Different research streams of the creative industries define the coexistence of commercial and creative using their own thematic elements. We identify four research streams that discuss the coexistence of commercial and creative: (1) the critical theorists, necessitating a classification of the creative industries that broadly includes the cultural industries (Hartley, 2005), the creation of symbolic goods (Cunningham, 2002) and intellectual property, analyze the coexistence in the context of power, class, and meaning. (2) For lack of a better term, the organizational theorists discuss the coexistence as a set of characteristics that define employment contracts (Caves, 2000) and flexible organizational structures (Barnatt and Starkey, 1994) whereas the commercialization process influences the creative production and vice versa. (3) Inter-organizational theorists and the research stream of institutional logics discuss the coexistence in a variety of ways to include the value of the creative and the commercial in shaping equality (McLeod et al., 2009) and organizational identity (Eikhof and Haunschild, 2007). (4) The research stream of wealth creation, drawing on historical entrepreneurship (Stevenson and Jarillo, 1990) discusses the coexistence by placing a broader economic value on the outcome of the coexistence between the creative and the commercial.
The essay question raises a number of problems with our interpretation of the coexistence of the commercial and creative. At root, it is problematic to define creative within the creative industries as we could potentially produce a number of different meanings to include a creative method of production, characteristics of the creative industry sector and organizational structure, the effect of creativity on employee relationships, class, and institutional logics, and the monetization of the creation and commercialization of new innovation. In each meaning, creative is seen to coexist with 3 commercial in very different ways. In some cases, creative and commercial don’t coexist but are seemingly the anti-thesis of each other whereby their conflict contributes to an erosion of culture (critical theorist stream). In other cases, creative and commercial are seen to act together in order to build new wealth for society (wealth creation stream). Yet in even other cases, their coexistence shape social value in beneficial ways to society (Inter-organizational stream).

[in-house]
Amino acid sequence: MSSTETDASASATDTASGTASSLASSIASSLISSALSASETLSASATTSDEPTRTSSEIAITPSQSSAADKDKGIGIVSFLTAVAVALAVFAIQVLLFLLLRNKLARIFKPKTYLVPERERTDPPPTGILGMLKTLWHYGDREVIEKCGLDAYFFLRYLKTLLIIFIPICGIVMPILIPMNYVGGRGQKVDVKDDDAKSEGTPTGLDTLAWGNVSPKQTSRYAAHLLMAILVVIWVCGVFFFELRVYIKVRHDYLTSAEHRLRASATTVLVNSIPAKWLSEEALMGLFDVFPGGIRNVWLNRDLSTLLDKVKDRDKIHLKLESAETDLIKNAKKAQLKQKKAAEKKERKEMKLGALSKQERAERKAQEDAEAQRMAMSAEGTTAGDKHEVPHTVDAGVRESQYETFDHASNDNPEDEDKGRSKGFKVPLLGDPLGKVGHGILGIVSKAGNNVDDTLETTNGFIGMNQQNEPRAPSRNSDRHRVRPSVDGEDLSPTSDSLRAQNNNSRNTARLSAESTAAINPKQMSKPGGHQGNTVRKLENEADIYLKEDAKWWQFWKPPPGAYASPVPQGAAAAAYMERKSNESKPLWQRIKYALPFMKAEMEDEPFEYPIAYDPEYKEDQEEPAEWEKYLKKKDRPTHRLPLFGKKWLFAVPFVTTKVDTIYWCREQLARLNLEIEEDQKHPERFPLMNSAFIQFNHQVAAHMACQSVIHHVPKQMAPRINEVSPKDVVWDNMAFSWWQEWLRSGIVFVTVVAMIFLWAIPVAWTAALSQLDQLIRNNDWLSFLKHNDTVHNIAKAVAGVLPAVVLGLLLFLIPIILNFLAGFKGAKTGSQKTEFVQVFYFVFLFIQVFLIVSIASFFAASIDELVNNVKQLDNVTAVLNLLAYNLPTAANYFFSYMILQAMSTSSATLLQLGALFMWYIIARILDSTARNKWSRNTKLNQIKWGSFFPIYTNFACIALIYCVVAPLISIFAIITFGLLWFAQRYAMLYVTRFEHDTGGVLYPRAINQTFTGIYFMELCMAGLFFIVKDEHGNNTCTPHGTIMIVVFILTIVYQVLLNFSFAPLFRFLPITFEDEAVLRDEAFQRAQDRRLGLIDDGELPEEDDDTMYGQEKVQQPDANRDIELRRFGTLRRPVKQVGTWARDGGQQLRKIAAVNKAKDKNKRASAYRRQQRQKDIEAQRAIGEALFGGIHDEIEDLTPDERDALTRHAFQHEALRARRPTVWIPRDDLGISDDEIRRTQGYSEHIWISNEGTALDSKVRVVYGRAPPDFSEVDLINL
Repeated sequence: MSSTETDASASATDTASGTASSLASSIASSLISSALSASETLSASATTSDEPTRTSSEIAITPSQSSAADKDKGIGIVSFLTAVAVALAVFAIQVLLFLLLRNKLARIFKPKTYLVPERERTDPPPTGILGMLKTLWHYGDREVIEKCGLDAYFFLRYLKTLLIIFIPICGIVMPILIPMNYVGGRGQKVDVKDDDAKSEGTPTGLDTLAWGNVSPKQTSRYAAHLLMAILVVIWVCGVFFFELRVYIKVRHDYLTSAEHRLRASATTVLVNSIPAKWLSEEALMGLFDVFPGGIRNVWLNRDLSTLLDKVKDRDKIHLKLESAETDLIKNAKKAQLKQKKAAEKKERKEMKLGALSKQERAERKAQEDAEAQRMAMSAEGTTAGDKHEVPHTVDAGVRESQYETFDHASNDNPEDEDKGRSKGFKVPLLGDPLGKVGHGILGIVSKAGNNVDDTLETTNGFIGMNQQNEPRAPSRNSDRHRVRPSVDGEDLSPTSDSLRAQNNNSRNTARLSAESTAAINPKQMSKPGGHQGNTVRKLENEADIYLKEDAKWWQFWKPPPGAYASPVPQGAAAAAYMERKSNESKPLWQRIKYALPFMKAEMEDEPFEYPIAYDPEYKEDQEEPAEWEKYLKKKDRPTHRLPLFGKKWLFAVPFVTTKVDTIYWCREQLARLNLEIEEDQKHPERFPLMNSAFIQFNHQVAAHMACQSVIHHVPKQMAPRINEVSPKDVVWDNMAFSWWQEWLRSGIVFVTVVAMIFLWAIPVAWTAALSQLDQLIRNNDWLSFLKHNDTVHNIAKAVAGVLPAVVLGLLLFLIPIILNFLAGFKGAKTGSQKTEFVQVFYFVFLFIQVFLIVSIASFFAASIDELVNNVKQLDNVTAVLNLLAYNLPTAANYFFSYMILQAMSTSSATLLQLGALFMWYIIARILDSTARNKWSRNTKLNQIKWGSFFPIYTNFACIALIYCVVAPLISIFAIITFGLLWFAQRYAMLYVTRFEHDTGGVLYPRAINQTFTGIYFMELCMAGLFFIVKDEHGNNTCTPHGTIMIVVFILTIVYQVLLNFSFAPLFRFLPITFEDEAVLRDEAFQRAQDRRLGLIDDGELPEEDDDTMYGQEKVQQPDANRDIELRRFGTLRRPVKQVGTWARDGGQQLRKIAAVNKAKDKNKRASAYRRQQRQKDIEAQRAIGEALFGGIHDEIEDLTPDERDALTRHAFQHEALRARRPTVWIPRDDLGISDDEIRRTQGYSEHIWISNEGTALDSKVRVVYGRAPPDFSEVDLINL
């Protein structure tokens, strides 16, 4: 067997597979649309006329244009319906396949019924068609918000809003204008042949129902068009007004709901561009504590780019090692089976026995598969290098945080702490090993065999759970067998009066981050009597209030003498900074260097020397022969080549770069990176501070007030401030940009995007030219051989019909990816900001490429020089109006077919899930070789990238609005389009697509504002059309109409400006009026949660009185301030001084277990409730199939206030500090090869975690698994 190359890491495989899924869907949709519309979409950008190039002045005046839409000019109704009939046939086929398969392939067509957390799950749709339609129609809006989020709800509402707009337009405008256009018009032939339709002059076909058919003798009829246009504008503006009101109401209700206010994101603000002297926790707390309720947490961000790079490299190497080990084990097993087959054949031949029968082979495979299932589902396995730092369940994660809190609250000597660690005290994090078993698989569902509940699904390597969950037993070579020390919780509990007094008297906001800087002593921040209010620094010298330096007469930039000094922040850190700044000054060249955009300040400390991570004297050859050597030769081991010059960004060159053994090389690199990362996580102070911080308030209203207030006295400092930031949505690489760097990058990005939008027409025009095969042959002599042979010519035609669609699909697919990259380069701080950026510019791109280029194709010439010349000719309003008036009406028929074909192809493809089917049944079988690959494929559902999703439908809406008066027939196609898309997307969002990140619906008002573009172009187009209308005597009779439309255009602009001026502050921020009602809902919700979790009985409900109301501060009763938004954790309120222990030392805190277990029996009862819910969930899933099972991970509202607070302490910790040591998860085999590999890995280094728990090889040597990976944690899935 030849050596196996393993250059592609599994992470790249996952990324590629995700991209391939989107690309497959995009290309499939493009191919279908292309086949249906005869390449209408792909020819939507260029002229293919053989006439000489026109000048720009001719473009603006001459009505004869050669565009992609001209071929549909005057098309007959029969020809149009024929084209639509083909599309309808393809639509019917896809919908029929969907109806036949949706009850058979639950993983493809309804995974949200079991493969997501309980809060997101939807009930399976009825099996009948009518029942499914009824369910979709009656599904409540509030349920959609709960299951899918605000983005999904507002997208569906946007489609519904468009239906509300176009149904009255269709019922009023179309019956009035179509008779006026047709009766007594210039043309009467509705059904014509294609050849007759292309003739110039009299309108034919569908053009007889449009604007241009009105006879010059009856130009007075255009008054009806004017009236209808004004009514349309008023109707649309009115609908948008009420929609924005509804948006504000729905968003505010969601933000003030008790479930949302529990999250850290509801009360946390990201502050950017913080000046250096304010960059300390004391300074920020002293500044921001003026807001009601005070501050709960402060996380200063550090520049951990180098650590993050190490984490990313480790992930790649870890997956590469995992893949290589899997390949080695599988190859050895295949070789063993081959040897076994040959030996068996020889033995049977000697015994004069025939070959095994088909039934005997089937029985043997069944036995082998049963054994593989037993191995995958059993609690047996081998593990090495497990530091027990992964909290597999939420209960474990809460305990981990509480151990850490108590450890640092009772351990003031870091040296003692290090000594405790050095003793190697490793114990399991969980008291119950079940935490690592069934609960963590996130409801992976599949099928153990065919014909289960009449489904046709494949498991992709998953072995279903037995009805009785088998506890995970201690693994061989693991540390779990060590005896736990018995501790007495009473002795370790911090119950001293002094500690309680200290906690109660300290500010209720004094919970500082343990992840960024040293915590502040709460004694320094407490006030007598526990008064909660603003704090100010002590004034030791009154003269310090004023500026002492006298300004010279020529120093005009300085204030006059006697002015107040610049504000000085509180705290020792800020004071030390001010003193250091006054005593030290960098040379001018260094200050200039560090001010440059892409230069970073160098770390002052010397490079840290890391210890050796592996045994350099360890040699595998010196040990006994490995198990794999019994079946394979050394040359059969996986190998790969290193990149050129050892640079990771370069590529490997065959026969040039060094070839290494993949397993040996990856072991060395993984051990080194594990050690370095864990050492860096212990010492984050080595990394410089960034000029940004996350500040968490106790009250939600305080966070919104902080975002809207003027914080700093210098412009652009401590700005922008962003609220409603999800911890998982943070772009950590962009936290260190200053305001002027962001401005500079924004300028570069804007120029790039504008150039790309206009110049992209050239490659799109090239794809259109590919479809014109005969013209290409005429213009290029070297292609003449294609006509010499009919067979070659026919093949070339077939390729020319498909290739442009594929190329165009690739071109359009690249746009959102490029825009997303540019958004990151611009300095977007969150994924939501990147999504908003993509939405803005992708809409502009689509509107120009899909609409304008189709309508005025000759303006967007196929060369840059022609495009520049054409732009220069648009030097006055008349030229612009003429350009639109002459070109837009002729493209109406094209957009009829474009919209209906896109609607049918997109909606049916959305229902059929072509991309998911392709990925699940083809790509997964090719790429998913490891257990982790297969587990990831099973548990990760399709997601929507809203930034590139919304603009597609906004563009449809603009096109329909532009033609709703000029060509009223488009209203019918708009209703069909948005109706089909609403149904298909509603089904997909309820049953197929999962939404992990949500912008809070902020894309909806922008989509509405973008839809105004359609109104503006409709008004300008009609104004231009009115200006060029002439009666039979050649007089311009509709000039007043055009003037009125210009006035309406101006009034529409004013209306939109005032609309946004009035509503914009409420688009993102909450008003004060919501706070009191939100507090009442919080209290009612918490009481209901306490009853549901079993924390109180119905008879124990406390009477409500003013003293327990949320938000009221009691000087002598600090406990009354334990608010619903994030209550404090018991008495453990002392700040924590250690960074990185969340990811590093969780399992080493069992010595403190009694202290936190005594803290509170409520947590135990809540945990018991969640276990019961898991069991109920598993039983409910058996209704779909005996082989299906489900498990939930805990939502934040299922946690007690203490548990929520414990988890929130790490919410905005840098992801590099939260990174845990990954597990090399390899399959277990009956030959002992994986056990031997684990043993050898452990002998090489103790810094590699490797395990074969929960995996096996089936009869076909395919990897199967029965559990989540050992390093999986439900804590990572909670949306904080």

What is further troubling is that these different research streams, although exceptional in their own right, prevent the development of an inclusive narrative. How can we sum our observations about the coexistence of the creative and commercial? What value can we place upon their coexistence?
To provide the best possible answer to the essay question, we have chosen to characterize the coexistence of the creative and commercial by both their relationship and the outcome of their relationship. From there we can classify their coexistence in two ways. First, we can classify their coexistence as either cooperative or competitive. Second we can articulate how the coexistence unfolds. We will also analyze the complimentary or contradictory nature of each research stream in relationship to each other. It is important to reconcile these contradictions and thus provide a summed response to the essay question.
II. Coexistence Between Creative and Commercial from the Perspective of the Critical Theorists
Our essay question is essential to the research stream of the critical theorists who begin their reasoning by confronting blind enthusiasm for the Enlightenment. The Enlightenment, bound by scientific reason and among other themes a rationalization of culture, turns creativity, in the form of cultural and symbolic production, into a means of power and social control (Horkheimer and Adorno, 4 2007). This is augmented further by the notion of power and cultural production to suggest that the rationalization of culture and the knowledge and creative economies can be understood as a new form of imperialism aimed at both power and solving growth problems caused by stagnation and over-accumulation (Hesmondhalgh, 2008).
Baudrillard (1994) similarly explores the result of this crisis of meaning and rationalization of mass cultural production. When discussing the failure of meaning, he argues that the function of media is ‘neither information nor communication’, but a ‘perpetual test’, ‘circular response,’ and ‘verification of the code (Baudrillard, 1994). He envisions our current time as a time when there is no longer a sense of the real, a time when the model of reality overtakes the real (Baudrillard, 1994). At the heart of this lack of meaning is the commercialization of meaning as noted in his analysis of Disneyland (Baudrillard, 1994). Generally, critics of consumerism in postmodernism culture echo that the commercialization of society combined with the high level of aestheticization of culture has a corrosive impact on society in which the integration of art acts as an anecdote (Featherstone, 1991).
Bourdieu gives a deeper analysis of cultural production by distinguishing between small-scale cultural production and mass production (Hesmondhalgh, 2006) and subsequently between non-economic forms of capital such as symbolic capital (Bourdieu, 1983). He notes that the difference between commercial and cultural enterprises is the characteristics of the product and market (Bourdieu, 1983).